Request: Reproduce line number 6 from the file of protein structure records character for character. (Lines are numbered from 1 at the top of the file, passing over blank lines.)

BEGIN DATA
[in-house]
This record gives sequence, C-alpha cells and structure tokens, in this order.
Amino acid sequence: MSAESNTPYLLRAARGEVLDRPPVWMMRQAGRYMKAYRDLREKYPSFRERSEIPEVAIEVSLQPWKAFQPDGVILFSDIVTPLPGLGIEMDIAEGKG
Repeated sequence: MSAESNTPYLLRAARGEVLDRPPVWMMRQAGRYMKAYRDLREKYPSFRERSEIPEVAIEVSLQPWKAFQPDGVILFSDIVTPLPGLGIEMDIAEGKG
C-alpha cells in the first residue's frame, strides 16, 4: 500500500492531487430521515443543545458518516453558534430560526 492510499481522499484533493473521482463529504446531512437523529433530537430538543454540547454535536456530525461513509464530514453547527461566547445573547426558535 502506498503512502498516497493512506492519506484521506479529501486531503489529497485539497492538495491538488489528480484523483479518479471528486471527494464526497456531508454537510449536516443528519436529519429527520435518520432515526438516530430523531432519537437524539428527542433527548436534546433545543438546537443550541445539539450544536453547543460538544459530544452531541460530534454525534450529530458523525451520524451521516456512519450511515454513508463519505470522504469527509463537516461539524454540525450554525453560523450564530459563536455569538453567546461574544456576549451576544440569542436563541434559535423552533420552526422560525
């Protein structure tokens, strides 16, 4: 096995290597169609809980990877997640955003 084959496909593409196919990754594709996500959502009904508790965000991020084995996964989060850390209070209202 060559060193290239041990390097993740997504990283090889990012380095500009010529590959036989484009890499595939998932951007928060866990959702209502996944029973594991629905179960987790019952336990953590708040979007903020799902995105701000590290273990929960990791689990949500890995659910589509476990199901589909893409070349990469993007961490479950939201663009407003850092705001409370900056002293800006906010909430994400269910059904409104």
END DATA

């Protein structure tokens, strides 16, 4: 096995290597169609809980990877997640955003 084959496909593409196919990754594709996500959502009904508790965000991020084995996964989060850390209070209202 060559060193290239041990390097993740997504990283090889990012380095500009010529590959036989484009890499595939998932951007928060866990959702209502996944029973594991629905179960987790019952336990953590708040979007903020799902995105701000590290273990929960990791689990949500890995659910589509476990199901589909893409070349990469993007961490479950939201663009407003850092705001409370900056002293800006906010909430994400269910059904409104």